If there was any comfort to be taken from the tragic fire to befall one of Europe’s great landmarks and Paris’s most-visited, it was the speed at which the call for help was answered. With Notre Dame still smoldering, French President Emmanuel Macron promised to rebuild the great cathedral and called for donors. Pledges came flooding in.
France’s luxury industry led the way, with Bernard Arnault, the billionaire founder of the LVMH fashion conglomerate, promising 200 million euros ($226 million) and Francois Pinault of rival fashion group Kering 100 million euros. Paris Mayor Anne Hidalgo offered money from city coffers and promised to organize an international donor conference. This is a heartening start.
But while Macron has rallied the troops, others will be writing the big checks. The French government owns Notre Dame Cathedral, but apart from a small annual maintenance stipend of 2 million euros a year from the ministry of culture, and some limited repair works, it had done little to maintain it. To do so would violate France’s laws separating church and state, the government has argued.
As my colleague Mohamed El-Erian observed, the blame game around Notre Dame’s gaping wound is likely to be ugly. The fire was no natural disaster; it may have been an accident, but it certainly wasn’t inevitable. It is legitimate that questions will be asked about how to better ensure other landmarks don’t go up in flames.
The state of Notre Dame’s disrepair had been evident for years to the Archdiocese, the steward of the cathedral. Until a few years ago though, according to 2017 reporting by Vivienne Walt for Time magazine, the government had kept private areas — from which the decrepit upper levels could be accessed — off limits. Here’s what Walt found in those upper stories:
“Here, the site seemed not spiritually uplifting but distressing. Chunks of limestone lay on the ground, having fallen from the upper part of the chevet, or the eastern end of the Gothic church. One small piece had a clean slice down one side, showing how recently it had fallen. Two sections of a wall were missing, propped up with wood. And the features of Notre Dame’s famous gargoyles looked as worn away as the face of Voldemort.”
A spokesperson from the culture ministry told Walt that Notre Dame’s case wasn’t the most pressing and the cathedral shouldn’t expect much from the government. “France has thousands of monuments.”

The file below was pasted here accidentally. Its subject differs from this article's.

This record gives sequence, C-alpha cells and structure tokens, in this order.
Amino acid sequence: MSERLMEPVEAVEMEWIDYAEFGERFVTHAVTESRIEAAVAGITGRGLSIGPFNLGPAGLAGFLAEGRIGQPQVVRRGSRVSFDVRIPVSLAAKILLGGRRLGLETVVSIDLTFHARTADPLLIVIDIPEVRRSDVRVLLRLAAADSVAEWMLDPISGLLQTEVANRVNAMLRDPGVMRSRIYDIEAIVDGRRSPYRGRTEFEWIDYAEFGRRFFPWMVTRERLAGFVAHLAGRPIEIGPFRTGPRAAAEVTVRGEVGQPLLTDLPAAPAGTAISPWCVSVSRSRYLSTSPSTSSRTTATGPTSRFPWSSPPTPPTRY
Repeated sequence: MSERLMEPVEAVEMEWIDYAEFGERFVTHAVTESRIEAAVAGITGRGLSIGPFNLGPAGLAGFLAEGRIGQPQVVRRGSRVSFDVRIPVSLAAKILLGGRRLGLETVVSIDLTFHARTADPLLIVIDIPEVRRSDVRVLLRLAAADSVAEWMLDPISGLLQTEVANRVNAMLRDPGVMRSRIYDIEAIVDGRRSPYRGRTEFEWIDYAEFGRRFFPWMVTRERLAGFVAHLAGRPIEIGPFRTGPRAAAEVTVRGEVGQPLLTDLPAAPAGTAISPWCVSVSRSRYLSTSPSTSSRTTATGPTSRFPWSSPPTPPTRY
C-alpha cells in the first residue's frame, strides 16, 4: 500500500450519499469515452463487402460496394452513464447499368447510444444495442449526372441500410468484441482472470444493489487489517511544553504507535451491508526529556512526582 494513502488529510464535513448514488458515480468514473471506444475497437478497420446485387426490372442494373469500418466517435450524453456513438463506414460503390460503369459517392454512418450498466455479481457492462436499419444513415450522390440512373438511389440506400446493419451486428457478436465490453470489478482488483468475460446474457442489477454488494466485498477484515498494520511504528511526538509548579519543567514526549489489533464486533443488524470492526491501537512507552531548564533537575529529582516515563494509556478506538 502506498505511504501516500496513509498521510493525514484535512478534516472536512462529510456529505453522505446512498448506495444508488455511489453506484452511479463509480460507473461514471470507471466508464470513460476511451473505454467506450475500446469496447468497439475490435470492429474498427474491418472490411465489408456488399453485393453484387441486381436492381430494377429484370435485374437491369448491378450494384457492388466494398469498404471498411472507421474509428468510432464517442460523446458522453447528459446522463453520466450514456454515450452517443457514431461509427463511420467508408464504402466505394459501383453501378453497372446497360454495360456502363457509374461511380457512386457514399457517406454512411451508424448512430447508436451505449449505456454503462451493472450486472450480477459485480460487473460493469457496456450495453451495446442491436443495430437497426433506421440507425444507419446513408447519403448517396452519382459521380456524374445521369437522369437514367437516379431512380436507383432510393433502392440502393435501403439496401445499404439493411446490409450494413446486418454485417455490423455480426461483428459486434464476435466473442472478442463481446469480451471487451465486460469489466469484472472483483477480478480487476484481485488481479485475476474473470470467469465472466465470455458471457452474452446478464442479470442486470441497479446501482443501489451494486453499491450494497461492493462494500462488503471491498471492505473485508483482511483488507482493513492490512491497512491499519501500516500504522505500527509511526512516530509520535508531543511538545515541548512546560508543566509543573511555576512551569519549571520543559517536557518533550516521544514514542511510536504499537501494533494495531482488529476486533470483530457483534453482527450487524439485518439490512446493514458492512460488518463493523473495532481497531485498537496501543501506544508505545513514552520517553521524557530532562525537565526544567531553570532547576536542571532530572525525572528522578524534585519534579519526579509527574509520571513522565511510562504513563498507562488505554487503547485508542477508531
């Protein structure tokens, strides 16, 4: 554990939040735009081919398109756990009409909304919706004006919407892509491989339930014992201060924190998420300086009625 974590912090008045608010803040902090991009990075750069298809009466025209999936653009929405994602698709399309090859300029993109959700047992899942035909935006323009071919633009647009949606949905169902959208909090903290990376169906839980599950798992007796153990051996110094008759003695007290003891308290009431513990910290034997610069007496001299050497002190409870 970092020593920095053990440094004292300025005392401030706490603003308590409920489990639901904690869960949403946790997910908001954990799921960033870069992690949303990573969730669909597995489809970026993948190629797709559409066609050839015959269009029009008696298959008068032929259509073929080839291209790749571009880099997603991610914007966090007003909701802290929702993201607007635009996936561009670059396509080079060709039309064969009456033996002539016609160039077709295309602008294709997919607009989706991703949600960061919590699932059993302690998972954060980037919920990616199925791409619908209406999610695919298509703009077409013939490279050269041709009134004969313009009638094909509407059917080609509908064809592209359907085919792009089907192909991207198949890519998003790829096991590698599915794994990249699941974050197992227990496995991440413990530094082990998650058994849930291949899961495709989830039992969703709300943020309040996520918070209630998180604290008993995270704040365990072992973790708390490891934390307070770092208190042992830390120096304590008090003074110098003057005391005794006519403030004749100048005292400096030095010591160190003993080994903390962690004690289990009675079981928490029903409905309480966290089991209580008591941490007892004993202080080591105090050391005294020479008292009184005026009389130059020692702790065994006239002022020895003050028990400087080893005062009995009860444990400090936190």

There were debates about whether Notre Dame should charge visitors to fund repairs — as St Peter’s Basilica in Rome and St. Paul’s Cathedral in London already do. But some in the French senate argued that this would effectively amount to a tax on a place of worship and would breach equality laws if synagogue, mosques and temples were free for entry. The entrance fees were never levied.
The Friends of Notre Dame, a nonprofit organized by the archdiocese, launched a campaign to raise more than $100 million for repair work. But this effort ran up against two obstacles. First, while regular churchgoers may contribute small amounts to collections, the French are steeped in state-mandated secularism and so regarded donations to religious institutions suspiciously. Second, they are heavily taxed, so they also expect the state to look after major cultural sites. (Americans, the organization found, were more eager to help. After many U.S. visitors inquired about how they might donate, the nonprofit registered as a charity in the U.S.)
France isn’t the only government that struggles to maintain its heritage as budgets are squeezed. In Italy, the 2010 collapse of the House of Gladiators in Pompeii, which had been steadily damaged by rain, heavy tourist traffic and poor maintenance, was partly blamed on big cuts to arts and heritage funding. Smaller disasters seem almost routine. Few outsiders noticed when in August the wooden roof of a 16th-century church collapsed in Rome.
When Diego Della Valle, chairman of Italian luxury shoe company Tod’s, pledged $33 million in 2014 to save Rome’s crumbling Colosseum, he argued that there was a greater need for the Anglo-Saxon model in which private donors and foundations contribute heavily. He has a point.
In Notre Dame’s case, money, expertise and time are the only solutions and the right ones for now. Macron, whose administration had already been rocked by the Gilets Jaunes protests, had little choice but to promise to rebuild. The histories of many ancient churches are a cycle of war damage, vandalism, fire and reconstruction.
“It is difficult not to sigh, not to be indignant at the degradations, the countless mutilations to which time and man have simultaneously subjected the venerable monument,” French novelist Victor Hugo wrote of Notre Dame. It’s hard not to be even more indignant at the way such a landmark was allowed to reach this point of disrepair.
Therese Raphael writes editorials on European politics and economics for Bloomberg Opinion. She was editorial page editor of the Wall Street Journal Europe.